Daily Helsingin Sanomat writes that relocating the city's emergency response school from Helsinki to Kuopio could endanger the lives of the capital's residents.
The interior ministry has proposed to shut down the Helsinki Rescue School and to move all firefighter and first responder training to Kuopio where most of it already takes place. The aim is to save money and to improve the quality of education. The last batch of students from Helsinki would graduate in 2020.
Helsinki city officials oppose the plan because the region already suffers from a shortage of staff within emergency response services, and some think moving the facility will worsen the problem. Some administration staff at Helsinki University Hospital are also concerned that there will not be enough trained personnel to respond to unusual emergencies, which occur frequently in Helsinki, HS writes.
"This is not just any agency that can be relocated due to some regional policy. In the worst case scenario, the move could endanger the lives of Helsinki residents," says deputy mayor Sanna Vesikansa.
HS writes that students in Helsinki may not be keen to move to eastern Finland, whereas those graduating from the Emergency Service College in Kuopio are likely to stay in the area due to lower living costs.
Anti-Semitism on the rise
Tabloid Ilta-Sanomat writes that the Jewish Community in Helsinki is increasingly concerned about security threats and has raised 90,000 euros from congregation members to improve safety at the synagogue.
On Saturday, a gunman attacked a synagogue in the US city of Pittsburgh, killing 11 people.
"This is a horrific event, but unfortunately nothing new," said Yaron Nadbornik, president of the community, and lists recent attacks on Jews in Europe.
IS writes that, worldwide the harassment of - and violent attacks on - Jewish people increased by 60 percent between 2016 and 2017, according to figures from the Anti-Defamation League.
The Helsinki congregation has received malicious emails and the synagogue in central Helsinki has been vandalised, Nadbornik told the paper.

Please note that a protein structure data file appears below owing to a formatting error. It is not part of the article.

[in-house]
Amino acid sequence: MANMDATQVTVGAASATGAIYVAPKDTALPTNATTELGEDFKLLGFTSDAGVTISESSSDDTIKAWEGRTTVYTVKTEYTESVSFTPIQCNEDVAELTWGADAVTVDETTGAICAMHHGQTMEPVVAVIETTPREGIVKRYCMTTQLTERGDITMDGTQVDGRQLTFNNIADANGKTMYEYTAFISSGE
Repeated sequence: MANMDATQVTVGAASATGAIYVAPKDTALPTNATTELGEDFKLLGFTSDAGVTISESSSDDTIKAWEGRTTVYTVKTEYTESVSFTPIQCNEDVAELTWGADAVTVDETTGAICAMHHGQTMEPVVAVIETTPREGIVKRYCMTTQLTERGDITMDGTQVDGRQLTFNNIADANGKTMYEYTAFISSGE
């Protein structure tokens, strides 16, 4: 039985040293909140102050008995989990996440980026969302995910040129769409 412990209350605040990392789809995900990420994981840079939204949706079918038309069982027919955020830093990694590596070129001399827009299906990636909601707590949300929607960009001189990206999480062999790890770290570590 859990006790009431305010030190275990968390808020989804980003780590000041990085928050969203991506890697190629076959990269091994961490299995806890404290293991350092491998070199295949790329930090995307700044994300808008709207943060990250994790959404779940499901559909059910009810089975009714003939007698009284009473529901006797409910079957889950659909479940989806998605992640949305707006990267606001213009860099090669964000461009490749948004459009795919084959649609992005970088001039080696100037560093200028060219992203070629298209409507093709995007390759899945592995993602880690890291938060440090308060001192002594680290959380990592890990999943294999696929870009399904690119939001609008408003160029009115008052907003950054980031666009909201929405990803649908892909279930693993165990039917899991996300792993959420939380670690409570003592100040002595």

The 1,100 member congregation spends about 200,000 euros on security every year and launched a fundraising campaign this month to cover some of the costs.
According to Nadbornik, the current Finnish government does not support Jewish communities enough.
"When Päivi Räsänen was interior minister in 2015, we received 100,000 euros to purchase security devices," he said.
"Last year, we sent a request for funds to the education ministry but we haven't heard anything back."
Flu shots for free
Daily Keskisuomalainen reports that free flu shots for risk groups will be offered across the country at the beginning of November. The National Institute for Health and Welfare (THL) said the vaccinations against influenza would be free to those under six years of age and people over the age of 65.
Pregnant women, military conscripts and volunteers, social and healthcare professionals as well as individuals who have been exposed to serious cases of influenza are also urged to get a free jab. Others can seek out the vaccine for themselves at health centres or get it through workplace health services.
"Influenza is a serious illness and globally 3-5 million people are hospitalised because of it every year," says Hanna Nohynek, chief physician and vaccine programme leader at THL.
THL says that the expanded type of influenza vaccine should be more effective in limiting outbreaks of the flu. The new vaccine is known as a quadrivalent because it combats four types of virus rather than three as last year’s trivalent jabs did.
The flu season is at its worst between January and March, Keskisuomalainen says.